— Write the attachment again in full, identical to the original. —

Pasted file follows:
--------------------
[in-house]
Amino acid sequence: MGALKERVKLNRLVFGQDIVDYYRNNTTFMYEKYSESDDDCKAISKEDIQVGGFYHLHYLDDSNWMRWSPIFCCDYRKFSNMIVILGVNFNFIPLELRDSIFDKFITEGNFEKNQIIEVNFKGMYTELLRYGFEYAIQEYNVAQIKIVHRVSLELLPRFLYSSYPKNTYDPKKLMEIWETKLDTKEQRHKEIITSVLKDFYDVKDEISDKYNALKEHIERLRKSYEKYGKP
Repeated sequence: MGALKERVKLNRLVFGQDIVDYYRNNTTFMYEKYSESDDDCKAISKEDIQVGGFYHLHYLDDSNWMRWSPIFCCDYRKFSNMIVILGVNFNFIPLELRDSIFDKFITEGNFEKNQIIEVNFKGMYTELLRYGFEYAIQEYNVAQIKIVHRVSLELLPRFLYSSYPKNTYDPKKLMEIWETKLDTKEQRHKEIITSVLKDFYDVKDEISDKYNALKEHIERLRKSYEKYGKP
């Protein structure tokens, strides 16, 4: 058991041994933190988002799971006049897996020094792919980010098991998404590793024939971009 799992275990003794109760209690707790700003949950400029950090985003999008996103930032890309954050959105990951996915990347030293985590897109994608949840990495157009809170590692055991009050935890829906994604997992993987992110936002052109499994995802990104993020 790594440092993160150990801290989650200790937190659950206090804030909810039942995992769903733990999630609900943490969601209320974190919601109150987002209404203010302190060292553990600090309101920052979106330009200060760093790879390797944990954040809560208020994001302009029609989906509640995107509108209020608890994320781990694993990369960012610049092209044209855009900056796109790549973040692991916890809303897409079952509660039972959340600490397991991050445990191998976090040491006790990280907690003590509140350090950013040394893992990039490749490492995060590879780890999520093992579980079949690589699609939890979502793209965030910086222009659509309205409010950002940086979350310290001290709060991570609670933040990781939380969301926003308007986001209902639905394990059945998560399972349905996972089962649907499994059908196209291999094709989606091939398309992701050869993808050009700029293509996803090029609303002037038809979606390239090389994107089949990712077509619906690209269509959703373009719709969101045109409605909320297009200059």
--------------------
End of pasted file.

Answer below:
[in-house]
Amino acid sequence: MGALKERVKLNRLVFGQDIVDYYRNNTTFMYEKYSESDDDCKAISKEDIQVGGFYHLHYLDDSNWMRWSPIFCCDYRKFSNMIVILGVNFNFIPLELRDSIFDKFITEGNFEKNQIIEVNFKGMYTELLRYGFEYAIQEYNVAQIKIVHRVSLELLPRFLYSSYPKNTYDPKKLMEIWETKLDTKEQRHKEIITSVLKDFYDVKDEISDKYNALKEHIERLRKSYEKYGKP
Repeated sequence: MGALKERVKLNRLVFGQDIVDYYRNNTTFMYEKYSESDDDCKAISKEDIQVGGFYHLHYLDDSNWMRWSPIFCCDYRKFSNMIVILGVNFNFIPLELRDSIFDKFITEGNFEKNQIIEVNFKGMYTELLRYGFEYAIQEYNVAQIKIVHRVSLELLPRFLYSSYPKNTYDPKKLMEIWETKLDTKEQRHKEIITSVLKDFYDVKDEISDKYNALKEHIERLRKSYEKYGKP
């Protein structure tokens, strides 16, 4: 058991041994933190988002799971006049897996020094792919980010098991998404590793024939971009 799992275990003794109760209690707790700003949950400029950090985003999008996103930032890309954050959105990951996915990347030293985590897109994608949840990495157009809170590692055991009050935890829906994604997992993987992110936002052109499994995802990104993020 790594440092993160150990801290989650200790937190659950206090804030909810039942995992769903733990999630609900943490969601209320974190919601109150987002209404203010302190060292553990600090309101920052979106330009200060760093790879390797944990954040809560208020994001302009029609989906509640995107509108209020608890994320781990694993990369960012610049092209044209855009900056796109790549973040692991916890809303897409079952509660039972959340600490397991991050445990191998976090040491006790990280907690003590509140350090950013040394893992990039490749490492995060590879780890999520093992579980079949690589699609939890979502793209965030910086222009659509309205409010950002940086979350310290001290709060991570609670933040990781939380969301926003308007986001209902639905394990059945998560399972349905996972089962649907499994059908196209291999094709989606091939398309992701050869993808050009700029293509996803090029609303002037038809979606390239090389994107089949990712077509619906690209269509959703373009719709969101045109409605909320297009200059």